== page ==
Post-pandemic advice from U.S. Bank for treasury teams: keep close to your banks.
Unlike the booming bond market, corporates still face restrictions on loans, and it may be awhile before pricing returns to pre-pandemic levels. At a recent NeuGroup meeting for assistant treasurers, U.S. Bank provided participants with insights into revolver drawdowns and what to anticipate when refinancing or seeking new debt.
Revolver pricing leaps. The volume of revolving-credit drawdowns—once taboo—has hovered at over $250 billion since leaping to that level in mid-April.
- A plurality of drawdowns by volume (42%) has been by companies rated ‘BBB’, followed by ‘BB’ (24.9%), ‘B’ (10.6%) and ‘A’ (8.5%), according to U.S. Bank.
- Highly-rated borrowers issuing incremental short-tenor, drawn facilities saw pricing jump more than 40%, and well over 100% for undrawn ones, except ‘AA’ which increased 86%.
Restrictions will persist. Libor floors became prevalent early on, said Jeff Stuart, U.S. Bank’s head of capital markets, and several structural features have since emerged, such as restricted payment tests on dividends and share buybacks, and anti-hoarding provisions requiring that a portion of drawdowns be used to pay down debt.
- “I think they’ll be here for a while,” said Mr. Stuart, responding to a question whether such changes will apply to new issuances or executing an “accordion” option to increase loan size.
- Pricing will stay elevated as well. “That’s what we’re going to see for some time,” Mr. Stuart said.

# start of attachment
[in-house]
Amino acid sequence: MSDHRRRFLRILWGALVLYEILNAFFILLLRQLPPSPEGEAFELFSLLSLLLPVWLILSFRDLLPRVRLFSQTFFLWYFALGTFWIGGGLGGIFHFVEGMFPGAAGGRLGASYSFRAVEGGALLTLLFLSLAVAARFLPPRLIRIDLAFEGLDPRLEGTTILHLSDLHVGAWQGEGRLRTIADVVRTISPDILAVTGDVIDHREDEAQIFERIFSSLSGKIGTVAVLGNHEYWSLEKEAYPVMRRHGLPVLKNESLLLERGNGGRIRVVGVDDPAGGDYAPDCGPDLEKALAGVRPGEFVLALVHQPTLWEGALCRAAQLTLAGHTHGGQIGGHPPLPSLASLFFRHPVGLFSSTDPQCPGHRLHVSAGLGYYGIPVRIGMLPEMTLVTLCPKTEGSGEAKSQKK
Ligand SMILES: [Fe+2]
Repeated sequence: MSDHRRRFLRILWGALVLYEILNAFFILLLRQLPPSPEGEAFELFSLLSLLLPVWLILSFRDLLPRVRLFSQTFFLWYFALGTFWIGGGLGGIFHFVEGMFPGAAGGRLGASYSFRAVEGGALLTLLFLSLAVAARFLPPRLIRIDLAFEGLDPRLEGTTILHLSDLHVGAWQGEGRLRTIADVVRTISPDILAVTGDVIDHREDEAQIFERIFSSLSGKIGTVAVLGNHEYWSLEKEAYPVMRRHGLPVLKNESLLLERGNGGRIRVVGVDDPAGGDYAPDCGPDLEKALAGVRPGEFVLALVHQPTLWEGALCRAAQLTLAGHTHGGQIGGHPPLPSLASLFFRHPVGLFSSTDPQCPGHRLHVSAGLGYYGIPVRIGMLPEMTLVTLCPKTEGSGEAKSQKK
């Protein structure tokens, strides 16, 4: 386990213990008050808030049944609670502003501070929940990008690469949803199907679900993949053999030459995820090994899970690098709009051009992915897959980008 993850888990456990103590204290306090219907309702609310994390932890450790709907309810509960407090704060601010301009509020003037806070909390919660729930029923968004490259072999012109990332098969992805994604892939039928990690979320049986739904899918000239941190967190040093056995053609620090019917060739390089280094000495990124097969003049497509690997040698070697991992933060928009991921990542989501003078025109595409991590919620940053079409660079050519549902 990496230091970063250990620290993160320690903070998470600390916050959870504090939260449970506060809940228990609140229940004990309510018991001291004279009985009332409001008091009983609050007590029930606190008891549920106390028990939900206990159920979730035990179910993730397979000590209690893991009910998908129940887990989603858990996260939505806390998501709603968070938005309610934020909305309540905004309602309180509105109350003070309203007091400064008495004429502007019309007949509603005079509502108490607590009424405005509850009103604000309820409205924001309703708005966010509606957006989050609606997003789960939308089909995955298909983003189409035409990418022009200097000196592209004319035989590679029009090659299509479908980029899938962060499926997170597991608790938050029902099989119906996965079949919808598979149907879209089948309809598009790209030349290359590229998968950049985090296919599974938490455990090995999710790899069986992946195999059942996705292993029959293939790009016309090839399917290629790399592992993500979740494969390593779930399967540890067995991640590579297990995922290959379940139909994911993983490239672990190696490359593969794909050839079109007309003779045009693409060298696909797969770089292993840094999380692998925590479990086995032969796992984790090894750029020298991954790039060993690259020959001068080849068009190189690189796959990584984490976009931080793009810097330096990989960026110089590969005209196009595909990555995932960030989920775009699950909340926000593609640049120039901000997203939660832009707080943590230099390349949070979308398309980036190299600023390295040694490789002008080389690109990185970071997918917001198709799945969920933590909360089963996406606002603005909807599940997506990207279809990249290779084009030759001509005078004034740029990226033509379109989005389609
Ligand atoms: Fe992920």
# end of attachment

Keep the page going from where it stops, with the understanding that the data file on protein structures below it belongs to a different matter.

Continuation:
Some good news. Of 156 deals since March 23 tracked by U.S. Bank, only five new-money deals achieved tenors longer than a year; four were unrated and two secured. Eight “amends and extends” were longer than a year, and all 13 of those deals were in May.
- “The world fell out of the five-year and dramatically increased the 364-day,” Mr. Stuart said, adding longer tenors will likely return to pre-pandemic levels sooner than pricing.
Some advice. Given banks’ “shock” at the rush to draw down revolvers, Mr. Stuart said, for the foreseeable future it will be harder to do multiyear facilities as well as accordion and incremental financings without impacting pricing on entire deals.
- Banks are squirrely now, saying no to easy deals but agreeing to difficult ones. “It’s very difficult to predict what they’ll do, so this is a time when you need to be as close to your banks as ever,” Mr. Stuart said.
- He anticipates greater confidence to lend next year and potentially improvements come fall, but “If you don’t have to do a deal now, don’t do it.”
No more stigma. Asked how drawing down a revolver influences banks’ view of the borrower, Mr. Stuart said initially he was perturbed at the lack of trust that the funding request implied, but soon realized how boards applied pressure to bolster liquidity.
- “It used to be the worst thing a corporate could do, drawing down its back-up revolver, but I don’t think anybody is looking at it like that now,” he said.